- The Washington Times - Friday, June 14, 2002

The government finally lost all patience with the terrorists who were killing its officials and innocent citizens. In fact, the head of government had himself survived a car bomb six years earlier.

Endless negotiations with the terrorists didn't help. So they passed a law that bans any political association which the government believes seeks to "promote hatred, violence and civil confrontation." The new law also declares it illegal to challenge any of the country's democratic institutions. Any candidate who justifies terrorism can't run in an election. Under the new law, all candidates for office will have to condemn terrorism publicly and the government will decide if the candidate has been sufficiently loud and consistent enough in his condemnation. Freedom of speech? Freedom of assembly? Freedom of the press? F'get it.

Now were Israel to promulgate such draconian laws against the doves of the Israeli left who oppose government policies and who see the Palestinian intifada as justified, you can be sure there would be a roar of disapproval from the European Union members, led by Chris Patten and Robert Fisk of the London Times, deploring "Israeli Fascism." There would be an outcry for sanctions against Israel for such violations of human rights.

In fact, the U.N. Commission on Human Rights, comprising such members as China, Cuba, Sudan and Zimbabwe would be demanding a special session of the United Nations to express their horror at such undemocratic laws, such violations of basic liberties even though none of their own citizens possess these rights. The White House would be under pressure to get after Prime Minister Sharon to repeal such shocking legislation.

Alas, for the Israel-haters, it's not the beleaguered Middle East democracy which has passed such a law. It is Spain, yes democratic Spain. Determined to squelch Basque terrorism once and for all, its conservative government under Prime Minister Jose Maria Aznar has passed a law that would effectively ban Batasuna, described by the London Economist as "the political wing of the violent Basque separatist group, ETA."

Now ETA's record is pretty bloody. In 1996, an ETA bomb planted in the departure lounge of the resort town of Reus in northeastern Spain injured 35 tourists, mostly Britons. The same year there were small bomb attacks in coastal tourist towns. Spain is and maybe was the world's third tourist attraction after France and the United States. The terrorist attacks, according to a State Department report, continue to this day.

For almost four decades, the separatist ETA has conducted a war for independence, a war which has cost at least 800 lives, not counting the wounded.

ETA has raised money by kidnappings, armed robberies and extortion of businesses in Basque country. To combat ETA, Spain has forged bilateral agreements with EU states and Mexico to deny sanctuary to ETA terrorists. One new agreement with France eases extradition of ETA members. The U.S. has signed a joint declaration with Spain with an explicit commitment to work jointly against ETA. Israel should be so lucky.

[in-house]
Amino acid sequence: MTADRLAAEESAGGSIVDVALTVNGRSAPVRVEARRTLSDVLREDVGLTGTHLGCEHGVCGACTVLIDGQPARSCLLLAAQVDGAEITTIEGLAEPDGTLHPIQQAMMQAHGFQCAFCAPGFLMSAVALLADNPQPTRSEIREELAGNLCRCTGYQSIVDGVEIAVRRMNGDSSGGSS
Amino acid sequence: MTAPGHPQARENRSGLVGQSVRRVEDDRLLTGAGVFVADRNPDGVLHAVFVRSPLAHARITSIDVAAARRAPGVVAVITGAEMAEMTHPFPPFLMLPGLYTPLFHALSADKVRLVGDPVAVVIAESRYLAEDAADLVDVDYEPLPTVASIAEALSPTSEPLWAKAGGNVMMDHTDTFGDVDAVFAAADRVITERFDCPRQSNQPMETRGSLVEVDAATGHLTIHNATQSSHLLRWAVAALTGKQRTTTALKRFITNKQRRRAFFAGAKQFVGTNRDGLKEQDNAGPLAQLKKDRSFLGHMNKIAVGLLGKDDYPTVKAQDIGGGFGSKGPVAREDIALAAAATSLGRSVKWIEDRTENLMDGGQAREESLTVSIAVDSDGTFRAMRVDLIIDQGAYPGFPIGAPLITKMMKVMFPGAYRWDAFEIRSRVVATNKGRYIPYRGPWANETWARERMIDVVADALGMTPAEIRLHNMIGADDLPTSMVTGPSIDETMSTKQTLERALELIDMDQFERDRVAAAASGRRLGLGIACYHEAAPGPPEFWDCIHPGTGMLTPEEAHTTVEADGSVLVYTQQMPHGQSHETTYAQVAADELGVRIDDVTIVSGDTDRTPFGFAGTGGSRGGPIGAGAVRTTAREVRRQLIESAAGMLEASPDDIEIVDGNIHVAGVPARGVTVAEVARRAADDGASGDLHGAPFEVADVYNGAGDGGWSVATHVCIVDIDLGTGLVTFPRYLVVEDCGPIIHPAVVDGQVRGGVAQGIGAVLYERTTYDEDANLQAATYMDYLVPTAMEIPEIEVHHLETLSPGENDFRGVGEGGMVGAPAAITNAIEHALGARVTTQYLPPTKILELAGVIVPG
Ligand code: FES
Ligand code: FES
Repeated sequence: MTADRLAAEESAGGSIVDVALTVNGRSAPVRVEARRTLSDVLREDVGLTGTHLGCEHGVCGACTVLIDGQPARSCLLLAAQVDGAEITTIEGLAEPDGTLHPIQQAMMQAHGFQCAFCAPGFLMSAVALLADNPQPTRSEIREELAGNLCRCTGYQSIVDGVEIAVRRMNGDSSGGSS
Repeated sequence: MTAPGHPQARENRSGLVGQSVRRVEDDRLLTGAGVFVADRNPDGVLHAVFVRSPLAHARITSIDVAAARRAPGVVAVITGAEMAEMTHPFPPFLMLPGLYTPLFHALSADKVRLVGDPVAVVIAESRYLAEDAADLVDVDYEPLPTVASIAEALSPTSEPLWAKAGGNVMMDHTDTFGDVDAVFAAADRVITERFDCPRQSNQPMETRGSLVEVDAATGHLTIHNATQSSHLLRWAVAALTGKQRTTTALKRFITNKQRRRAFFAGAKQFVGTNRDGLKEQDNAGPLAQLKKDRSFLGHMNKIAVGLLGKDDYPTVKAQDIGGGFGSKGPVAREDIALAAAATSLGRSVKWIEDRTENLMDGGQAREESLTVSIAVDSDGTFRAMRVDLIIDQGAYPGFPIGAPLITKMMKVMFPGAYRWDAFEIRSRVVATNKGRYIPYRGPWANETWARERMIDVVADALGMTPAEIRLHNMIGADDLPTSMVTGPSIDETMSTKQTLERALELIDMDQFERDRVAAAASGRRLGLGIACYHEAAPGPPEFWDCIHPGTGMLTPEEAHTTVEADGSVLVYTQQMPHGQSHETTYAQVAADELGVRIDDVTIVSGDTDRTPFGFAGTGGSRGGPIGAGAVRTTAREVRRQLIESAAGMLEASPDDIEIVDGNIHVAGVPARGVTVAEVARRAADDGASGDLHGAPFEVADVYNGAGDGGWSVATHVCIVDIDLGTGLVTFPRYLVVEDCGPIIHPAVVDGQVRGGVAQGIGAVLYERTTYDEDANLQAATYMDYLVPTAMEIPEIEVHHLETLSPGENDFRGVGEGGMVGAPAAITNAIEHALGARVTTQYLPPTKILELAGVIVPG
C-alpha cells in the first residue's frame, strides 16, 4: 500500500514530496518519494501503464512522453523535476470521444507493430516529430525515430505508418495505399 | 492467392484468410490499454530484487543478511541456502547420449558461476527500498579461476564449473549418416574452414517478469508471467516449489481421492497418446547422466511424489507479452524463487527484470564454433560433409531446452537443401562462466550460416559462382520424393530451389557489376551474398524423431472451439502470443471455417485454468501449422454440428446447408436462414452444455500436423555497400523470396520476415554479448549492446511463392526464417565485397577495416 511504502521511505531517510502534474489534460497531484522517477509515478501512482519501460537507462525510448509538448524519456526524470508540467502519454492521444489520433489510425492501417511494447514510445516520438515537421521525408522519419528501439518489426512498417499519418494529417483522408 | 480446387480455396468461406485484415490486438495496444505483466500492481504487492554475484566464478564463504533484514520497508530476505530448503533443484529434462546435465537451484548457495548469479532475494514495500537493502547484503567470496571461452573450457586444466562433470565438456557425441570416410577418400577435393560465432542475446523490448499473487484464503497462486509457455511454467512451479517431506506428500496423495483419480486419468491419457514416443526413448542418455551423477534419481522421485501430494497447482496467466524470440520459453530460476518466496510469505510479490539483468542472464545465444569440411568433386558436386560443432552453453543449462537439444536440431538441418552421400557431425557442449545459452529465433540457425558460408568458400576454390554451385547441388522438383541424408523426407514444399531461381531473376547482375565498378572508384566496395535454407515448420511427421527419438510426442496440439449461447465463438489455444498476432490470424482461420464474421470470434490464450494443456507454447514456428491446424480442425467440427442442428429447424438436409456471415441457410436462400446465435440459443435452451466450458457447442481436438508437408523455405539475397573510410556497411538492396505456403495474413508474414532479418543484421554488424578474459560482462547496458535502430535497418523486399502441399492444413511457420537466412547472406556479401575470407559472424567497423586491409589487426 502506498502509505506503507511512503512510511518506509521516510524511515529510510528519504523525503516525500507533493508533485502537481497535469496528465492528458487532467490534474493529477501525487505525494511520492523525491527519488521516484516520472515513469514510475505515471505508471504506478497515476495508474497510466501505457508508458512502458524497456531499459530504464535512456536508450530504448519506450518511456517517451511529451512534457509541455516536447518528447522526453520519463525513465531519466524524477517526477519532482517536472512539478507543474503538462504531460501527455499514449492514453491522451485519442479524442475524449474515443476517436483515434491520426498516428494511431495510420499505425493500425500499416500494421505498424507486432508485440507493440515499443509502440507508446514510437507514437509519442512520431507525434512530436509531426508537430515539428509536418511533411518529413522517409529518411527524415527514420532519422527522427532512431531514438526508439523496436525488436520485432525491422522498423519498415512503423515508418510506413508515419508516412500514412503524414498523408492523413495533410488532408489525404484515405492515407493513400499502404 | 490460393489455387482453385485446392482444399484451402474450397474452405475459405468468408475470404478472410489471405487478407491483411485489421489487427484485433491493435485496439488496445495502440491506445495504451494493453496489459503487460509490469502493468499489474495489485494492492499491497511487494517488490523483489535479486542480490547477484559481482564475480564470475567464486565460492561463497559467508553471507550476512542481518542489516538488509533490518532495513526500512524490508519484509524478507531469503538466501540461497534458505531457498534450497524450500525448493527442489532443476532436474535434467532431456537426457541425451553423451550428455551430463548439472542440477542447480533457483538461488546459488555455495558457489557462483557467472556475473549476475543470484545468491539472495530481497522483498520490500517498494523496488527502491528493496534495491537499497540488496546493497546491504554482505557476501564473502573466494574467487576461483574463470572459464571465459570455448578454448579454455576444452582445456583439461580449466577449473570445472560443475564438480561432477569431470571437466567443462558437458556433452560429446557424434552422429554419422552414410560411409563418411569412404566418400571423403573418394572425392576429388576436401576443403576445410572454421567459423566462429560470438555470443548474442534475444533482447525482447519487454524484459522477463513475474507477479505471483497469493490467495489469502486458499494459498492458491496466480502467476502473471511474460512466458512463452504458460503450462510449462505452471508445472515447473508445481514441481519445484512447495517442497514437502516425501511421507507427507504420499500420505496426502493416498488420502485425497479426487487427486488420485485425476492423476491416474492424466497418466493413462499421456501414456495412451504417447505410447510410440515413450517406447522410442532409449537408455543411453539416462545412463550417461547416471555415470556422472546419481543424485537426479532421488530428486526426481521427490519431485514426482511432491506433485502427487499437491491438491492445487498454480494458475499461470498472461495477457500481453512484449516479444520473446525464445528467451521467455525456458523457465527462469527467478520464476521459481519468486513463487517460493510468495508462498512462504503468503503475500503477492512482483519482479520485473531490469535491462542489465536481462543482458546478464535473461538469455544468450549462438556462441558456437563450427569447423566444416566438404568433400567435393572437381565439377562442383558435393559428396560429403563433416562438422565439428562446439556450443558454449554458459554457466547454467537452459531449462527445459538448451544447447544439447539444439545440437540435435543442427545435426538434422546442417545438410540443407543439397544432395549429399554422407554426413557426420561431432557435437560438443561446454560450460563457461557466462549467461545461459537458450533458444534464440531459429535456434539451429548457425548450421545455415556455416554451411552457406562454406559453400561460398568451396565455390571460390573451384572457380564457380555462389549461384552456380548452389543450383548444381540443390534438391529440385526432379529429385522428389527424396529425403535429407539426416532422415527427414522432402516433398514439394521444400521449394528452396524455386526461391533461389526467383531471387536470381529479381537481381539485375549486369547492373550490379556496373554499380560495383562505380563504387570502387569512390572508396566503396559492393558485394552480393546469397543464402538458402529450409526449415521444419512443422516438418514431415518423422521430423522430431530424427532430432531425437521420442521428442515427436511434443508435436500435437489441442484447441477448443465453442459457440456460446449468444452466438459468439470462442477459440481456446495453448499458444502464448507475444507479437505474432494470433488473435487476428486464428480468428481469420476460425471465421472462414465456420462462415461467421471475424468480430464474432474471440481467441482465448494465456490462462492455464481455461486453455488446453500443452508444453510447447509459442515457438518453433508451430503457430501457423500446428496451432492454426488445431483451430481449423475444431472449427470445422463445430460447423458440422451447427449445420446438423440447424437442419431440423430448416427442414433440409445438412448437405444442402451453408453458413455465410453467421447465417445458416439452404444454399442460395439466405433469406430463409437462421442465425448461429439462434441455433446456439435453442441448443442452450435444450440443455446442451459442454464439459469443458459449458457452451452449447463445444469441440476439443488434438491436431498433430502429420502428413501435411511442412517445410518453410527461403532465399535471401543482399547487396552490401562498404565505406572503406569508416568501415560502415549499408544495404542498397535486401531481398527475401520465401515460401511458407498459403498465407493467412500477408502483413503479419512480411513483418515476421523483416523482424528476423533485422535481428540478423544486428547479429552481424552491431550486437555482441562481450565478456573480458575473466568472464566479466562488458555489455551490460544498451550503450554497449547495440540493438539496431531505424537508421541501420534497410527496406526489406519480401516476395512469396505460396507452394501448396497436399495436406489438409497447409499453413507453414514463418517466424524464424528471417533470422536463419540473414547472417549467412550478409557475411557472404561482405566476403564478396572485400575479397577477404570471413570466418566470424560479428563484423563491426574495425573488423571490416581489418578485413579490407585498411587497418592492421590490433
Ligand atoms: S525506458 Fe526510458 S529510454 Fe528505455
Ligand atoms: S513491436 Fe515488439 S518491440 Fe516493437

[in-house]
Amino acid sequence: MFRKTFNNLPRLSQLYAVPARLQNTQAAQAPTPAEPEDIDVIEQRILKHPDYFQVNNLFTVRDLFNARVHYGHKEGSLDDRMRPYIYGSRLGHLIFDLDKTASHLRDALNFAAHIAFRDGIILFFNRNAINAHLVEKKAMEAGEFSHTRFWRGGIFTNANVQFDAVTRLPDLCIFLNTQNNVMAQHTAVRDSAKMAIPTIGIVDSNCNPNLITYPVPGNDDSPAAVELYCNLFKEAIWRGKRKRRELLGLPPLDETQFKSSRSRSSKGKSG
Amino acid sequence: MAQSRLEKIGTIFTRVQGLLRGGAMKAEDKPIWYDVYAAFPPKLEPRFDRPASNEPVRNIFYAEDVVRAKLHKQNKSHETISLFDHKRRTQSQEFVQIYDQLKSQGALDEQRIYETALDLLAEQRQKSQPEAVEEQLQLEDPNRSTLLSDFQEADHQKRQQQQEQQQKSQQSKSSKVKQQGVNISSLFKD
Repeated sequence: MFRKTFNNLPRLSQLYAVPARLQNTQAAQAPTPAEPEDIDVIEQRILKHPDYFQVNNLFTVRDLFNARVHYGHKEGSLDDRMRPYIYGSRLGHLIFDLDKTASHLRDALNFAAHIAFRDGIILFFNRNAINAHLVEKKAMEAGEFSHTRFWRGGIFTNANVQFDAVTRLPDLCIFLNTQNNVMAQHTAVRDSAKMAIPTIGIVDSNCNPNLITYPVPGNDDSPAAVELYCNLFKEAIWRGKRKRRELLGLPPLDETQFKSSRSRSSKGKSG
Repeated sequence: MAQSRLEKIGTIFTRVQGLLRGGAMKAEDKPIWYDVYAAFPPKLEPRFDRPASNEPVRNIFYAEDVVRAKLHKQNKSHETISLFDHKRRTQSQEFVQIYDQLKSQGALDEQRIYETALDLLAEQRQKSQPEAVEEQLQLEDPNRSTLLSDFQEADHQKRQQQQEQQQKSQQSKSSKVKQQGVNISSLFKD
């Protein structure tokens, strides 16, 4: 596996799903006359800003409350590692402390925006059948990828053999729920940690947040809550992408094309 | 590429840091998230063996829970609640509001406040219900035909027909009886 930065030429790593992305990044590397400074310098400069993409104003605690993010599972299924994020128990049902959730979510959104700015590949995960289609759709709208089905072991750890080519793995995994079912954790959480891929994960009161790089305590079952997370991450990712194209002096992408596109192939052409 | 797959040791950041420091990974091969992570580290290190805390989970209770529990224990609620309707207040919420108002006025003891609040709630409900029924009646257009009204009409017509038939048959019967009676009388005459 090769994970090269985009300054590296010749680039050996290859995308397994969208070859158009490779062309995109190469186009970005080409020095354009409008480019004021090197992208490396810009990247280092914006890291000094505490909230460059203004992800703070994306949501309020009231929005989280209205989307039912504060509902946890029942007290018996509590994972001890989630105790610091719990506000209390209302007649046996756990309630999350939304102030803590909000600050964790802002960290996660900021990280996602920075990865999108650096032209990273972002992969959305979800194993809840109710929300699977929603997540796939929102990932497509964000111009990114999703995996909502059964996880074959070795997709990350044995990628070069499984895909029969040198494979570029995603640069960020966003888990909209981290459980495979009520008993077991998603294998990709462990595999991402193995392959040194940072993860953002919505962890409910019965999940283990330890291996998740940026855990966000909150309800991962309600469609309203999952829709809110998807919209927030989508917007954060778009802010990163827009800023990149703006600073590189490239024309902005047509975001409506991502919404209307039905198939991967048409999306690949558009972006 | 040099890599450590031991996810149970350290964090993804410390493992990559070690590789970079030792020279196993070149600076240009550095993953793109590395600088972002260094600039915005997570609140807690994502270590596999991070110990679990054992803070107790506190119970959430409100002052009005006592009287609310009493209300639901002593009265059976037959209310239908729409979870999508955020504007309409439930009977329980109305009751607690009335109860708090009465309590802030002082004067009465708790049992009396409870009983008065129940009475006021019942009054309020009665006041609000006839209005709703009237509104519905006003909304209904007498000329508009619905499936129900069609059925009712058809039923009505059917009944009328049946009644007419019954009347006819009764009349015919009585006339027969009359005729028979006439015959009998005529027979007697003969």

Democracy was restored in Spain following the death of Generalissimo Francisco France in 1975, and with that restoration came home rule for the 2 million Basques. The Basque provinces in northern Spain have their own parliament and police, collect their own taxes, control education. For ETA terrorists, autonomy is not enough although many Basques would be content, after years of terrorism, with the present state of affairs.

The government's aim is to outlaw the presently legal Herri Batasuna, ETA's political arm, which received about 18 percent of the vote in the 1998 regional elections. Like other Spanish political parties, Batasuna gets state funds, which the government believes are siphoned off to ETA. If Batasuna is banned under the new law, its local candidates will become ineligible to run for election. In 1999, when ETA announced a cease-fire, Batasuna candidates won almost 20 percent of the votes. The next year when ETA called off the truce and the killing and street violence began again, according to the Economist, it won only a tenth in a regional poll in 2001.

My analogy of Israel and Spain breaks down on one crucial point national survival. If ETA were to win full independence from Spain, there would still be a Spain. If Israel were to lose its battle against the intifada, that would be the end of Israel. The ETA objective is not to destroy but to secede from Spain. The intifada aim is to drive Israel into the sea and not all the weekends in Camp David and Saudi trial balloons, glamorized by the New York Times columnist Thomas Friedman, are going to change it.

So Spain has gone ahead with a program to stop terrorism by changing the basis of its human-rights jurisprudence and not a peep from any outsiders. Perhaps the EU moguls agree with the words of Thomas Jefferson:

"A strict observance of the laws is doubtless one of the high duties of a good citizen, but it is not the highest. The laws of necessity, of self-preservation, of saving our country when in danger, are of higher obligation. To lose our country by a scrupulous adherence of written law, would be to lose the law itself, with life, liberty, property of all those who are enjoying them with us."

Apply to Spain? Of course. Apply to Israel? Well, that's another story.

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